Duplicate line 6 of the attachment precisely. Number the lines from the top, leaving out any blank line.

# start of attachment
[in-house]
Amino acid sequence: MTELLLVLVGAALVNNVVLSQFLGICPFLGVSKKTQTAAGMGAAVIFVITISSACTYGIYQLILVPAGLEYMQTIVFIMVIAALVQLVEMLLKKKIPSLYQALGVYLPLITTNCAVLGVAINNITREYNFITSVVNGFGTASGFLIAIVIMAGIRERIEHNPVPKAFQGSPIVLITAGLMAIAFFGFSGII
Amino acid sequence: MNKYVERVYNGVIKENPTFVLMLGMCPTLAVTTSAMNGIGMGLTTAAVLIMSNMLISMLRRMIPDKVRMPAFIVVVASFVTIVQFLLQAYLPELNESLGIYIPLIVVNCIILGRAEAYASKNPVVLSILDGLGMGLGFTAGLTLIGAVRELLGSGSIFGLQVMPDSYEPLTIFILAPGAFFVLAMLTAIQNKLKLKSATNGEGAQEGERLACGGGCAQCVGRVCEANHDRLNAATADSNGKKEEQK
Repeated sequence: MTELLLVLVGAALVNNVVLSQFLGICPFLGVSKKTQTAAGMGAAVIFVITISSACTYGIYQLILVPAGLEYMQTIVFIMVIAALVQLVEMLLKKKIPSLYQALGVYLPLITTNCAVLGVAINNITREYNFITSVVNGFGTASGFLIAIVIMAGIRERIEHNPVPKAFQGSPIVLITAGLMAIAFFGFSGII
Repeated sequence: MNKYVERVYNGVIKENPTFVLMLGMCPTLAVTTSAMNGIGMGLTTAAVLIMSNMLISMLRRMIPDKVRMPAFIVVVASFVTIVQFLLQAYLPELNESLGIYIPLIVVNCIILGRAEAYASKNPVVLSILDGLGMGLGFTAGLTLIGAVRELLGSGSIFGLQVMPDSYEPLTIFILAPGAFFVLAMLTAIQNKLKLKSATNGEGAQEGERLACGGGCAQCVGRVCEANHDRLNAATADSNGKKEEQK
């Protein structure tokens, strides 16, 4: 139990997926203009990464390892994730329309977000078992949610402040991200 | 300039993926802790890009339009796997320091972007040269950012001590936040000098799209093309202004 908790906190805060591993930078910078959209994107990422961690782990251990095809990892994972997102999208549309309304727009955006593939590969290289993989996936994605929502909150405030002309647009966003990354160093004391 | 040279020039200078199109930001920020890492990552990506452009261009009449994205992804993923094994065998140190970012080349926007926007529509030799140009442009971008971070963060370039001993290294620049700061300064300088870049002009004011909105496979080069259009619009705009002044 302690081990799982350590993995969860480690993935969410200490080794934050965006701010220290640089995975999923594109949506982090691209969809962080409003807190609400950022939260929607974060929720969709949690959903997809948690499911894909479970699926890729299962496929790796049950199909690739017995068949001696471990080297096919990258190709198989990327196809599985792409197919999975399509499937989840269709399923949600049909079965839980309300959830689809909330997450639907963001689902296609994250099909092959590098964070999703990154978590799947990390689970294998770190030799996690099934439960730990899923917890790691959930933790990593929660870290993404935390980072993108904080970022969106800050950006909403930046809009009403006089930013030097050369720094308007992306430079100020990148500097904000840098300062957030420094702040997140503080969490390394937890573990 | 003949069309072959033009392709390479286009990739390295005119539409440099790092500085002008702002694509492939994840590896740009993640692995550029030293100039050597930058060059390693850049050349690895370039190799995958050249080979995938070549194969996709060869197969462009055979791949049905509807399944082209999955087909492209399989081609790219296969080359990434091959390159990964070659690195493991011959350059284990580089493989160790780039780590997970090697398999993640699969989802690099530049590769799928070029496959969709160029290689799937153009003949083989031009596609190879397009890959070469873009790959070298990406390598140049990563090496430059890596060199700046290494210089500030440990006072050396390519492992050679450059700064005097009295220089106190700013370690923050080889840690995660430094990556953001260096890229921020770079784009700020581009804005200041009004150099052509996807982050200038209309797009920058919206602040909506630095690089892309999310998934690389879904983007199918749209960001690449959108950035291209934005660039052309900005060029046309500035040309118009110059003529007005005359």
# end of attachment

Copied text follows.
């Protein structure tokens, strides 16, 4: 139990997926203009990464390892994730329309977000078992949610402040991200 | 300039993926802790890009339009796997320091972007040269950012001590936040000098799209093309202004 908790906190805060591993930078910078959209994107990422961690782990251990095809990892994972997102999208549309309304727009955006593939590969290289993989996936994605929502909150405030002309647009966003990354160093004391 | 040279020039200078199109930001920020890492990552990506452009261009009449994205992804993923094994065998140190970012080349926007926007529509030799140009442009971008971070963060370039001993290294620049700061300064300088870049002009004011909105496979080069259009619009705009002044 302690081990799982350590993995969860480690993935969410200490080794934050965006701010220290640089995975999923594109949506982090691209969809962080409003807190609400950022939260929607974060929720969709949690959903997809948690499911894909479970699926890729299962496929790796049950199909690739017995068949001696471990080297096919990258190709198989990327196809599985792409197919999975399509499937989840269709399923949600049909079965839980309300959830689809909330997450639907963001689902296609994250099909092959590098964070999703990154978590799947990390689970294998770190030799996690099934439960730990899923917890790691959930933790990593929660870290993404935390980072993108904080970022969106800050950006909403930046809009009403006089930013030097050369720094308007992306430079100020990148500097904000840098300062957030420094702040997140503080969490390394937890573990 | 003949069309072959033009392709390479286009990739390295005119539409440099790092500085002008702002694509492939994840590896740009993640692995550029030293100039050597930058060059390693850049050349690895370039190799995958050249080979995938070549194969996709060869197969462009055979791949049905509807399944082209999955087909492209399989081609790219296969080359990434091959390159990964070659690195493991011959350059284990580089493989160790780039780590997970090697398999993640699969989802690099530049590769799928070029496959969709160029290689799937153009003949083989031009596609190879397009890959070469873009790959070298990406390598140049990563090496430059890596060199700046290494210089500030440990006072050396390519492992050679450059700064005097009295220089106190700013370690923050080889840690995660430094990556953001260096890229921020770079784009700020581009804005200041009004150099052509996807982050200038209309797009920058919206602040909506630095690089892309999310998934690389879904983007199918749209960001690449959108950035291209934005660039052309900005060029046309500035040309118009110059003529007005005359």